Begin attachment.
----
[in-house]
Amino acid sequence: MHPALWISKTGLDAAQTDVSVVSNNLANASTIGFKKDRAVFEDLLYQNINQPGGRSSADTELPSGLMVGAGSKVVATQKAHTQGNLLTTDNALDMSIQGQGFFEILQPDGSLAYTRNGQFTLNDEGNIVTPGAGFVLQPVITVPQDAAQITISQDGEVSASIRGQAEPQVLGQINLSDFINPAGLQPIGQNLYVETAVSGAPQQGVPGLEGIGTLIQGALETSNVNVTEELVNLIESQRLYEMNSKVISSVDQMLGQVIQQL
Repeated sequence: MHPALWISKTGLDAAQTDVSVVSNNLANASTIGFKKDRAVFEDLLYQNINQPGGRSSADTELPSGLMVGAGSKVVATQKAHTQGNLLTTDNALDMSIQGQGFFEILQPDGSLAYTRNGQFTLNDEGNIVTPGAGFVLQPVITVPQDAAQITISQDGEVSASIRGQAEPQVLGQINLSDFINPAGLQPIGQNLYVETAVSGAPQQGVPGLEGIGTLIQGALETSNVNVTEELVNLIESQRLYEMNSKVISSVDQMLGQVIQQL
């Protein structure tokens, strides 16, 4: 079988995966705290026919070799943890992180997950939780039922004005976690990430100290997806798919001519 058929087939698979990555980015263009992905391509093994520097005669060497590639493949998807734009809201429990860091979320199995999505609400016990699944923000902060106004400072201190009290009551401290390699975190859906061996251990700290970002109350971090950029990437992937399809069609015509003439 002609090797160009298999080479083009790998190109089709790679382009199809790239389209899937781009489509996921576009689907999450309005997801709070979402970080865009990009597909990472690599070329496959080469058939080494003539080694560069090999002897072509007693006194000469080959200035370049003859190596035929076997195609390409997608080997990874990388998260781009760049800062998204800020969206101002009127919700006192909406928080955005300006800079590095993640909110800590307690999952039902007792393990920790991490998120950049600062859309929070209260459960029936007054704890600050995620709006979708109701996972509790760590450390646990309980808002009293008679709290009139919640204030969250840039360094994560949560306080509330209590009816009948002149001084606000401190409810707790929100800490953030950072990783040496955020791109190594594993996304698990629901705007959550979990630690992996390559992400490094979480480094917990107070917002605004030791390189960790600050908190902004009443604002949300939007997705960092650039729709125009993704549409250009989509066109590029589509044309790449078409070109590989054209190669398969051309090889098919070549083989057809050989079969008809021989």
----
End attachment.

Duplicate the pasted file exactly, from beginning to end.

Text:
[in-house]
Amino acid sequence: MHPALWISKTGLDAAQTDVSVVSNNLANASTIGFKKDRAVFEDLLYQNINQPGGRSSADTELPSGLMVGAGSKVVATQKAHTQGNLLTTDNALDMSIQGQGFFEILQPDGSLAYTRNGQFTLNDEGNIVTPGAGFVLQPVITVPQDAAQITISQDGEVSASIRGQAEPQVLGQINLSDFINPAGLQPIGQNLYVETAVSGAPQQGVPGLEGIGTLIQGALETSNVNVTEELVNLIESQRLYEMNSKVISSVDQMLGQVIQQL
Repeated sequence: MHPALWISKTGLDAAQTDVSVVSNNLANASTIGFKKDRAVFEDLLYQNINQPGGRSSADTELPSGLMVGAGSKVVATQKAHTQGNLLTTDNALDMSIQGQGFFEILQPDGSLAYTRNGQFTLNDEGNIVTPGAGFVLQPVITVPQDAAQITISQDGEVSASIRGQAEPQVLGQINLSDFINPAGLQPIGQNLYVETAVSGAPQQGVPGLEGIGTLIQGALETSNVNVTEELVNLIESQRLYEMNSKVISSVDQMLGQVIQQL
């Protein structure tokens, strides 16, 4: 079988995966705290026919070799943890992180997950939780039922004005976690990430100290997806798919001519 058929087939698979990555980015263009992905391509093994520097005669060497590639493949998807734009809201429990860091979320199995999505609400016990699944923000902060106004400072201190009290009551401290390699975190859906061996251990700290970002109350971090950029990437992937399809069609015509003439 002609090797160009298999080479083009790998190109089709790679382009199809790239389209899937781009489509996921576009689907999450309005997801709070979402970080865009990009597909990472690599070329496959080469058939080494003539080694560069090999002897072509007693006194000469080959200035370049003859190596035929076997195609390409997608080997990874990388998260781009760049800062998204800020969206101002009127919700006192909406928080955005300006800079590095993640909110800590307690999952039902007792393990920790991490998120950049600062859309929070209260459960029936007054704890600050995620709006979708109701996972509790760590450390646990309980808002009293008679709290009139919640204030969250840039360094994560949560306080509330209590009816009948002149001084606000401190409810707790929100800490953030950072990783040496955020791109190594594993996304698990629901705007959550979990630690992996390559992400490094979480480094917990107070917002605004030791390189960790600050908190902004009443604002949300939007997705960092650039729709125009993704549409250009989509066109590029589509044309790449078409070109590989054209190669398969051309090889098919070549083989057809050989079969008809021989």